SpaceStationSim, developed by Vision Videogames and published by Enlight Software.
The Good: Accurate components, intuitive solutions to problems, helpful audio and visual warnings, mostly flexible station design, generally self-sufficient astronauts, challenging
The Not So Good: Accessing different areas of the game could be easier, more tooltips on crew attributes needed, tourists are annoying!
What say you? A quality simulation that has just enough to do to keep you busy: 6/8
MY POORLY WRITTEN INTRODUCTION
The area of real-world science that gets the most attention is space exploration. Rockets to the moon, probing Uranus, astronauts wearing diapers: it’s all very exciting. Most space games go for the futuristic tilt of intergalactic warfare, so there is an opening for contemporary space simulations. This leads us to SpaceStationSim, a sim where you build a station in space, more specifically the International Space Station of Doom (doom sold separately). The game gives you a chance of managing this multi-billion dollar operation, because you can do a much better job than rocket scientists, right? The game box claims “Newtons of fun!” (I’m hoping for Fig Newtons of fun, myself). Does SpaceStationSim deliver its precious payload of delight?
GRAPHICS AND SOUND
The graphics of SpaceStationSim are pleasing. The space station itself is pretty detailed; I imagine that the developers got a hold of some blueprints or pictures of the real life counterparts, and the station looks like a realistic replica. The components fit together fairly well and the results of the freeform game look realistic. The level of detail is also well-done, at least for the individual components of the space station. The astronauts don’t have a great variety in their appearance, but they are on par with The Sims 2 in terms of overall quality. There is almost no clipping in the game, which is commendable since a lot of games fall short in this area. The earth could look a lot better, however. The textures are blocky and there aren’t any cool nighttime effects, as your station seems to be bathed in permanent light. I’m sure the developers could “borrow” some textures from Google Earth to make our home look more impressive in the game. SpaceStationSim features decent voice acting and generally good sound effects, although the tourists are annoying (and the “electric shock” effect when they break stuff is irritating as well). SpaceStationSim has some very annoying background music that doesn’t fit the space theme of the game very well at all. You’re just better off disabling it and running some MP3s in the background. Still, SpaceStationSim has above average graphics that shouldn’t disappoint.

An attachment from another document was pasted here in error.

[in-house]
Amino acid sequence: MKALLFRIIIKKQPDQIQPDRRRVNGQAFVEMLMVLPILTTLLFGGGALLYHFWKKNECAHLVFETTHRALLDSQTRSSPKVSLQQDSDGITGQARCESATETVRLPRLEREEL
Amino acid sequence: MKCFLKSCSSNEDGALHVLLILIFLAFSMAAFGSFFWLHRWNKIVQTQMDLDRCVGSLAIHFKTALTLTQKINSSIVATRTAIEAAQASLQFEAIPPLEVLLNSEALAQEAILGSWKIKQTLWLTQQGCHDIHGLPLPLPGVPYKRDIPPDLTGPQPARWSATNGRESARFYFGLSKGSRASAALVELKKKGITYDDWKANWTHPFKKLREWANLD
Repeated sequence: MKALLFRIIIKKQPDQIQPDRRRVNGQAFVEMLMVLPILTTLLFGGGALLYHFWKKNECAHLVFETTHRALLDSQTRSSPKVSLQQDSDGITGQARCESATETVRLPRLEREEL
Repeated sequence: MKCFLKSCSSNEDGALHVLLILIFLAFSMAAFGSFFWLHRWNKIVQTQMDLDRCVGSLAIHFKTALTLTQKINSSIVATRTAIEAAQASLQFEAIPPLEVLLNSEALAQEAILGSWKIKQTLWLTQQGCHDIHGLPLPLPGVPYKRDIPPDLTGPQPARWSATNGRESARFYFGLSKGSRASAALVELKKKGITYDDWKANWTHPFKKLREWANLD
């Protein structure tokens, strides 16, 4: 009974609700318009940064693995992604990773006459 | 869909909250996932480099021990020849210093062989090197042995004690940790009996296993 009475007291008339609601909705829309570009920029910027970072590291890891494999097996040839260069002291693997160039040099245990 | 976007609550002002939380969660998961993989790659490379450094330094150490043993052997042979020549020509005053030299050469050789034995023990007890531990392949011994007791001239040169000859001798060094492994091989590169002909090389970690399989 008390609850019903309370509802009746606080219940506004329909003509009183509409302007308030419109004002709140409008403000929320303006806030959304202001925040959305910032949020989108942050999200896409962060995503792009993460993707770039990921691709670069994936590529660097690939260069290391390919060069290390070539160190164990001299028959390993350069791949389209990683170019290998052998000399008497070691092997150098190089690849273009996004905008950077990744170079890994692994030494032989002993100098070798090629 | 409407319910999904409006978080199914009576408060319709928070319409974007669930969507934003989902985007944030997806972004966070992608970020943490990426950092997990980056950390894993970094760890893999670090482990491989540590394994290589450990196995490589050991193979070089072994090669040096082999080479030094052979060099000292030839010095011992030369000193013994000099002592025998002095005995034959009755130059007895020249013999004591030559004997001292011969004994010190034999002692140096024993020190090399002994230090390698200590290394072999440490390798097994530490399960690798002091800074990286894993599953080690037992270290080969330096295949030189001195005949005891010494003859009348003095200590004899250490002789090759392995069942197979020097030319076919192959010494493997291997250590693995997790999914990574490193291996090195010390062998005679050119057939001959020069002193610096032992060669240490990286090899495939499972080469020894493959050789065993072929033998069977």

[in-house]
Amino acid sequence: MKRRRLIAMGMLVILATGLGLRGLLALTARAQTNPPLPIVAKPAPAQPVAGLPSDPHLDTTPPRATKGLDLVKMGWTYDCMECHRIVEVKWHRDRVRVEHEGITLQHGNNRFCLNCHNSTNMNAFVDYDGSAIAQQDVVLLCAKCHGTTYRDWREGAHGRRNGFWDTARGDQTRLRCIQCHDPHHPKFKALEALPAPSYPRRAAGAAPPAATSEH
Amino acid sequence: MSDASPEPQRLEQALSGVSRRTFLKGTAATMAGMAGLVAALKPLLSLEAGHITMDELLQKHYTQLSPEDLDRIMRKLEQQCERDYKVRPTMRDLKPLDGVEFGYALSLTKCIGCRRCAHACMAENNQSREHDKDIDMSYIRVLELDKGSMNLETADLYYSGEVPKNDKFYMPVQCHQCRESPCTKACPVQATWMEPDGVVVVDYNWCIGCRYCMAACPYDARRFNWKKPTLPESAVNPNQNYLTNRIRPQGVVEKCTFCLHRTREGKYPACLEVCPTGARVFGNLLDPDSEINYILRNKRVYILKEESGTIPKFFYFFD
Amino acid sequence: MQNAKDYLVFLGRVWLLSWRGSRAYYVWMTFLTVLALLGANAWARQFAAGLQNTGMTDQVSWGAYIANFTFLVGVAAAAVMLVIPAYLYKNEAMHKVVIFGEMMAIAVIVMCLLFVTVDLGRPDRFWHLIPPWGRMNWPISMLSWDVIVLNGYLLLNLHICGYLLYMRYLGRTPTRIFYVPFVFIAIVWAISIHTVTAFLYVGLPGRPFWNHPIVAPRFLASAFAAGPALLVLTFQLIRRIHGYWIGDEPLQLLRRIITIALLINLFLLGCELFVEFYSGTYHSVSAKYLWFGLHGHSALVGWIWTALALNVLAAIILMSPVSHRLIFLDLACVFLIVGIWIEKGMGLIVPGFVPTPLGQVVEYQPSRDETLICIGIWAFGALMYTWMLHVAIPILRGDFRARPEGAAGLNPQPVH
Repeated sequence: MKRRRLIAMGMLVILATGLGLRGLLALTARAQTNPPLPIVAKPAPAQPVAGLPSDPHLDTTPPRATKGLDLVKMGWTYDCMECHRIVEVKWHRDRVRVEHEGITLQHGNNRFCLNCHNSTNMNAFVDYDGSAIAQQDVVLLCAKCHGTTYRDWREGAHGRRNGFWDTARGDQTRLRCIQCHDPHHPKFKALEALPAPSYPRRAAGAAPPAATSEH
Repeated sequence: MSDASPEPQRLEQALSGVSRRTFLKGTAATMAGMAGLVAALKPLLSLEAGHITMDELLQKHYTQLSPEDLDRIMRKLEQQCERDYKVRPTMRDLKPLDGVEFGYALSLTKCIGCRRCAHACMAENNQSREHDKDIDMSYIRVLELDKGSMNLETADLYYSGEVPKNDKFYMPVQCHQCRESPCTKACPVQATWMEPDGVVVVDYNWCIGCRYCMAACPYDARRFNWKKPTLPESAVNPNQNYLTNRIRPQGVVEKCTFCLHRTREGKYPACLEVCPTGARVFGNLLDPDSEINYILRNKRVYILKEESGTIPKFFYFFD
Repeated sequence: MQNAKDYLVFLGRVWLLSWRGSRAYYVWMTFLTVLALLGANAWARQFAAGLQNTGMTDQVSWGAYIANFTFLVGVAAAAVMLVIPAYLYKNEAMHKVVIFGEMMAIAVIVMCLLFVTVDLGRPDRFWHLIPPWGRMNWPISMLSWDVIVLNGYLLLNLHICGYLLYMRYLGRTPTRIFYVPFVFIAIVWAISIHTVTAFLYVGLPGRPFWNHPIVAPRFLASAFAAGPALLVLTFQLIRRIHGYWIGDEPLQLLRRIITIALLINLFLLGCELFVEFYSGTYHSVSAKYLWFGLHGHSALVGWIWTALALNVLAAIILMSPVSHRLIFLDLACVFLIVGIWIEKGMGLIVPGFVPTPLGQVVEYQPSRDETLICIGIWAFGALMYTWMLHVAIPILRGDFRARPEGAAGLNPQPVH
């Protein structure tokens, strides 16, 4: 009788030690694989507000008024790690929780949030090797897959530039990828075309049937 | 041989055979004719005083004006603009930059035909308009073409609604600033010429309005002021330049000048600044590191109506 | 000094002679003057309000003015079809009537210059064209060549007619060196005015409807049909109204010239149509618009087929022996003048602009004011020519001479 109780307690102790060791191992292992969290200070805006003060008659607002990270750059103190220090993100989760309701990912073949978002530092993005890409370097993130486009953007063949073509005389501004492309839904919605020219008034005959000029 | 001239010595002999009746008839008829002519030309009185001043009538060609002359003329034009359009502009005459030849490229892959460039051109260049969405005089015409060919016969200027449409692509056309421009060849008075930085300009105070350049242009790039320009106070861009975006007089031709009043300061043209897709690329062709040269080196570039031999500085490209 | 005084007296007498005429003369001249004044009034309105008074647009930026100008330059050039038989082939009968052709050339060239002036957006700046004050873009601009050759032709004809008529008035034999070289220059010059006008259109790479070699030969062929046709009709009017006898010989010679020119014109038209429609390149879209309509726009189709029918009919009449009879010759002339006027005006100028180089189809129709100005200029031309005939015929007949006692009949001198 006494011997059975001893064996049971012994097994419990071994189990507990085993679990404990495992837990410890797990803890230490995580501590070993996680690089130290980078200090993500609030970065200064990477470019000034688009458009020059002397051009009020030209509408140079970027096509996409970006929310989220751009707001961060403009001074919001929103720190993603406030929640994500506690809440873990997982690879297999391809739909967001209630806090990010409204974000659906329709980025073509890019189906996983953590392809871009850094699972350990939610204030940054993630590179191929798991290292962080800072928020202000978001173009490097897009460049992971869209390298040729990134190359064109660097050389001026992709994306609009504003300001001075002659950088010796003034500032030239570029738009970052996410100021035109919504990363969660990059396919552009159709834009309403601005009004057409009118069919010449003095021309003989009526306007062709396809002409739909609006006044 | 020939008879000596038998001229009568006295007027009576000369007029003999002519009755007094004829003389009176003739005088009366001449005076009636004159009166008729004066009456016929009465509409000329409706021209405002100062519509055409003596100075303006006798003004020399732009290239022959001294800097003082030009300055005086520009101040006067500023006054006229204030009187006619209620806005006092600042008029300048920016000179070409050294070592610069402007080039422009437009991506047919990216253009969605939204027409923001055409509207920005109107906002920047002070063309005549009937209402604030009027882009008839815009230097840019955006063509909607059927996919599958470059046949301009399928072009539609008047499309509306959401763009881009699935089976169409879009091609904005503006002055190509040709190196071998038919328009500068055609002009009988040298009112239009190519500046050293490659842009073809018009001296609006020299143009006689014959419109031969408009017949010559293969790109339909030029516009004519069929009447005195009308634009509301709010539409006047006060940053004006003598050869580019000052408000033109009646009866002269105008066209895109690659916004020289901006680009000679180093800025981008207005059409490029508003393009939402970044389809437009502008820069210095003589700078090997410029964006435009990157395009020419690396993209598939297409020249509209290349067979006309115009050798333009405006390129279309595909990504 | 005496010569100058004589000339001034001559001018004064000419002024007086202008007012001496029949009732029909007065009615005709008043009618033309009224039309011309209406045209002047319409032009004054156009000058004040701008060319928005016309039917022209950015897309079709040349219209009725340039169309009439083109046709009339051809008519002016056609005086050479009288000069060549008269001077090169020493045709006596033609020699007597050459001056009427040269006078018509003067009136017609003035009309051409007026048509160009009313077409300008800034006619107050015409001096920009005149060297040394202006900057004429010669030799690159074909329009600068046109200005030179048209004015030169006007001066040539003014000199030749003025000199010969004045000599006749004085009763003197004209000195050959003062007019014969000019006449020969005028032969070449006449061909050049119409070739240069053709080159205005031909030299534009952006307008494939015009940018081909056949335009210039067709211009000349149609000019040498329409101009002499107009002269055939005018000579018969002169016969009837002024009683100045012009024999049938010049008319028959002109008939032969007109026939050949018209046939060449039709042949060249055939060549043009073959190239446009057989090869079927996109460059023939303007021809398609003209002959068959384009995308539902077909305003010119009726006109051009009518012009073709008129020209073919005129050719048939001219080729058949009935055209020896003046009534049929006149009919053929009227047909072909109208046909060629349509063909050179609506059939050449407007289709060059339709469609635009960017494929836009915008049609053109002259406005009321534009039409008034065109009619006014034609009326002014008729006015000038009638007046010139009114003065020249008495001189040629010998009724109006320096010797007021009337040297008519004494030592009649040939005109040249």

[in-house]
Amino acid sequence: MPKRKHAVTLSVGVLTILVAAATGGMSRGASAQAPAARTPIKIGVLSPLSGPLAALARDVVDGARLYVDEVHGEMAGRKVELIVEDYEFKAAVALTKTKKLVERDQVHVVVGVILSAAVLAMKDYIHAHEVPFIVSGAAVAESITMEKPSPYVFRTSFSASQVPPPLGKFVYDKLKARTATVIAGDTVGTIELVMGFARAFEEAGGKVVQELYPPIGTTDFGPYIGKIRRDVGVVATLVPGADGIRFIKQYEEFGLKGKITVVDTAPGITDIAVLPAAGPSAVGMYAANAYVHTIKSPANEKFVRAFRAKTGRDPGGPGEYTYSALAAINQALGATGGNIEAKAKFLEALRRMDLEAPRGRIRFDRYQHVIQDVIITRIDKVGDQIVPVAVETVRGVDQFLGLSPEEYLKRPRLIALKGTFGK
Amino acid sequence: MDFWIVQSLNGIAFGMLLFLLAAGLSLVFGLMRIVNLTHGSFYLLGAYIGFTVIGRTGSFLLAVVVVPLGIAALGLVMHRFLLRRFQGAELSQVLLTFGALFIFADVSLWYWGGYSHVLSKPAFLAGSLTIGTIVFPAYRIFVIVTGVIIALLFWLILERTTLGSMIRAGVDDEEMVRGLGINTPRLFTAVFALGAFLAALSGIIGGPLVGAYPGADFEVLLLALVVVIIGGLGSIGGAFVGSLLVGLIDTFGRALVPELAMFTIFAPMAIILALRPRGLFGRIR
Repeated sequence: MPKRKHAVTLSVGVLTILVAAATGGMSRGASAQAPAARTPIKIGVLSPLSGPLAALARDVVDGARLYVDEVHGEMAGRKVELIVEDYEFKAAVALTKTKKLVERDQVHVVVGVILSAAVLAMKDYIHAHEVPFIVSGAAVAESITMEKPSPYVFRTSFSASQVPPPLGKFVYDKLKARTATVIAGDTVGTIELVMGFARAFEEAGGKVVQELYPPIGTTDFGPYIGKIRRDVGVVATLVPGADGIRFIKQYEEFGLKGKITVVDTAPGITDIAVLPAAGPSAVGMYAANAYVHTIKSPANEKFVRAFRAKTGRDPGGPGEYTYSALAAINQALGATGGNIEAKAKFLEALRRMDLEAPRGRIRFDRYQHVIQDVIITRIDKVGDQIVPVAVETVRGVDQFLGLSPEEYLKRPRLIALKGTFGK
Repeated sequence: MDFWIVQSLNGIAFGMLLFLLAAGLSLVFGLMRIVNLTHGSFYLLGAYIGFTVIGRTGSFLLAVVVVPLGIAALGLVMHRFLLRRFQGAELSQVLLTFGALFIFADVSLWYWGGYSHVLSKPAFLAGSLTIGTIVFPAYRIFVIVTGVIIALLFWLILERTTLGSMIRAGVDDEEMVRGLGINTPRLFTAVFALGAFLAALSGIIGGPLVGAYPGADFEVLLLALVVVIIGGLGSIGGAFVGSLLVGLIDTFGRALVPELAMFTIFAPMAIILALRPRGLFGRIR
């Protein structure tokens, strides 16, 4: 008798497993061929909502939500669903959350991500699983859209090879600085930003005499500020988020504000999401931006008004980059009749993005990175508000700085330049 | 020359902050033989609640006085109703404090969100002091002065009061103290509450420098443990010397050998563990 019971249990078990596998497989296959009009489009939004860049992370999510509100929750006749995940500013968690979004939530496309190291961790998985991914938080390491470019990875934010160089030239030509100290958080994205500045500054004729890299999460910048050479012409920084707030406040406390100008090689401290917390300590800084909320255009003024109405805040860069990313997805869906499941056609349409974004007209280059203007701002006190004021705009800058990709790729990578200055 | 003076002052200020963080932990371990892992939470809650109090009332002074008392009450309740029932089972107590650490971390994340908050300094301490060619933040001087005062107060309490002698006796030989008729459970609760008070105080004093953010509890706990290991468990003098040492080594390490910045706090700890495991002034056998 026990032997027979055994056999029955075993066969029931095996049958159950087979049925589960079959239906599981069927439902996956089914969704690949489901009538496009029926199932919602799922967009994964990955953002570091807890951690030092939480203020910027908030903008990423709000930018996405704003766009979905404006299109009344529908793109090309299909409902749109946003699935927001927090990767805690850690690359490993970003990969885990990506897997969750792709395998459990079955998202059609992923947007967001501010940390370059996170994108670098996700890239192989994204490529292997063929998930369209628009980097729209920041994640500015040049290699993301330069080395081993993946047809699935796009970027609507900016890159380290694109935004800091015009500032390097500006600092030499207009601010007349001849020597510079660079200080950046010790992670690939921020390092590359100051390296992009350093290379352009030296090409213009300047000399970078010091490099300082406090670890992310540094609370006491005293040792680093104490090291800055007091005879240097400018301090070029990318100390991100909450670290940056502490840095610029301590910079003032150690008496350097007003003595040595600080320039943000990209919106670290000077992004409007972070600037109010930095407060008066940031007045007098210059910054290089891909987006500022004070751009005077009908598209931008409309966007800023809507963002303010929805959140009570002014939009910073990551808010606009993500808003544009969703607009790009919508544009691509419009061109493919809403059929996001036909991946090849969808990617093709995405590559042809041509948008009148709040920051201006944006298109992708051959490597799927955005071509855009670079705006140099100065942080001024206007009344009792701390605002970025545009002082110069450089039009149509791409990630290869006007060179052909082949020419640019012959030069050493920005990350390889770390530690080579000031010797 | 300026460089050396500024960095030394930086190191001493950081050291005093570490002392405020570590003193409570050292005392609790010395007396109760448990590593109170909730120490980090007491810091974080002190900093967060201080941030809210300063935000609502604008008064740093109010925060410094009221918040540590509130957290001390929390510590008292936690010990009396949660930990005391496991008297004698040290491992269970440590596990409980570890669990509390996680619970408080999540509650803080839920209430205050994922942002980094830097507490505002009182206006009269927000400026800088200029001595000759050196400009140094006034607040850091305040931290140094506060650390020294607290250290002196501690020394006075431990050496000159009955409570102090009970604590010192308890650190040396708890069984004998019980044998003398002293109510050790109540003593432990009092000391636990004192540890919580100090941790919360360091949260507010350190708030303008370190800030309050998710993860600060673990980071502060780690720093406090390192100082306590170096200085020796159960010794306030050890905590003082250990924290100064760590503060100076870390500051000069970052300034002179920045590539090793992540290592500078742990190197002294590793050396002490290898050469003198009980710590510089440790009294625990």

In SpaceStationSim, you will build the space station. Surprise! The game has a tutorial mode, which is essentially the game on easy mode with experienced astronauts; it gives you a feel for the game, although reading through the manual and general experimentation is recommended. You will have a suite of astronauts to do your evil bidding. SpaceStationSim is similar to The Sims, in that you create a custom astronaut, assign them tasks, and build their “house,” although SpaceStationSim adds more scientific things to the equation. You can customize your astronaut’s physical characteristics (gender, clothing), personality (work ethic, courage), specialty (biomedical, materials, science, or engineer), and nationality. Each specialty is geared towards running certain experiments or repairing broken equipment, and hiring astronauts of a certain country will increase prestige (“flags”) from that country. You are limited in the number of personality points you have to prevent the creation of a super astronaut. Part of the game will be spend giving orders to astronauts, although they do a pretty good job of fulfilling their own needs and doing needed tasks. The higher their level, the better their decision making will be, so more guidance is required for new astronauts. The AI is good in the game; this greatly cuts down on tedious micromanagement, leaving you to just worry about the biggest problems as routine tasks will be handled automatically. Tasks include fulfilling your astronauts’ basic needs (food, social, potty), occasionally steering the craft, and maintaining appropriate levels of supplies.